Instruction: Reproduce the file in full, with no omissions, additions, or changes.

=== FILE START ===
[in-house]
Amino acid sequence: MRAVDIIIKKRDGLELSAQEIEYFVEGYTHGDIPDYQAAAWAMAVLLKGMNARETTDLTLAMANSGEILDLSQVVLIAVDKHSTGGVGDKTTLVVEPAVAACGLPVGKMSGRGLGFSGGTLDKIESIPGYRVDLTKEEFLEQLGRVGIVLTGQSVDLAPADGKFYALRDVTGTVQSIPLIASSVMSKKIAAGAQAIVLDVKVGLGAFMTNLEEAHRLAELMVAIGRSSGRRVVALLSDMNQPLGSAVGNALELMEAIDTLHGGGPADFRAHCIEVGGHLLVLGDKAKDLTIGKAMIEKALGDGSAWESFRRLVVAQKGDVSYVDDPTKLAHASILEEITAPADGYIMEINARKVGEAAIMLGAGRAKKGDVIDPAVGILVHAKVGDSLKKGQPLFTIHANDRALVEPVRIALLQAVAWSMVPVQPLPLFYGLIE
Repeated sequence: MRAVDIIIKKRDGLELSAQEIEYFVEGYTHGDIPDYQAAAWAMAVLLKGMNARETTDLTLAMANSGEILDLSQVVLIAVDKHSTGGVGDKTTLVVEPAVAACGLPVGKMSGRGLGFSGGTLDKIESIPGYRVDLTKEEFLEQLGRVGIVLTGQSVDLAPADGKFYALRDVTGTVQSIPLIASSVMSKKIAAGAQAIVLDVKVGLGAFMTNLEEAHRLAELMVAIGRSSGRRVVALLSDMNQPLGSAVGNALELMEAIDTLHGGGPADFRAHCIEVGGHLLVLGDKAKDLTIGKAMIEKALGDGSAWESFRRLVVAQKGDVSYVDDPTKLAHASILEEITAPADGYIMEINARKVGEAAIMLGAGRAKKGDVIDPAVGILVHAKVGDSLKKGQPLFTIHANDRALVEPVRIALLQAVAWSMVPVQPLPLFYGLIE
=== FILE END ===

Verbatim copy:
[in-house]
Amino acid sequence: MRAVDIIIKKRDGLELSAQEIEYFVEGYTHGDIPDYQAAAWAMAVLLKGMNARETTDLTLAMANSGEILDLSQVVLIAVDKHSTGGVGDKTTLVVEPAVAACGLPVGKMSGRGLGFSGGTLDKIESIPGYRVDLTKEEFLEQLGRVGIVLTGQSVDLAPADGKFYALRDVTGTVQSIPLIASSVMSKKIAAGAQAIVLDVKVGLGAFMTNLEEAHRLAELMVAIGRSSGRRVVALLSDMNQPLGSAVGNALELMEAIDTLHGGGPADFRAHCIEVGGHLLVLGDKAKDLTIGKAMIEKALGDGSAWESFRRLVVAQKGDVSYVDDPTKLAHASILEEITAPADGYIMEINARKVGEAAIMLGAGRAKKGDVIDPAVGILVHAKVGDSLKKGQPLFTIHANDRALVEPVRIALLQAVAWSMVPVQPLPLFYGLIE
Repeated sequence: MRAVDIIIKKRDGLELSAQEIEYFVEGYTHGDIPDYQAAAWAMAVLLKGMNARETTDLTLAMANSGEILDLSQVVLIAVDKHSTGGVGDKTTLVVEPAVAACGLPVGKMSGRGLGFSGGTLDKIESIPGYRVDLTKEEFLEQLGRVGIVLTGQSVDLAPADGKFYALRDVTGTVQSIPLIASSVMSKKIAAGAQAIVLDVKVGLGAFMTNLEEAHRLAELMVAIGRSSGRRVVALLSDMNQPLGSAVGNALELMEAIDTLHGGGPADFRAHCIEVGGHLLVLGDKAKDLTIGKAMIEKALGDGSAWESFRRLVVAQKGDVSYVDDPTKLAHASILEEITAPADGYIMEINARKVGEAAIMLGAGRAKKGDVIDPAVGILVHAKVGDSLKKGQPLFTIHANDRALVEPVRIALLQAVAWSMVPVQPLPLFYGLIE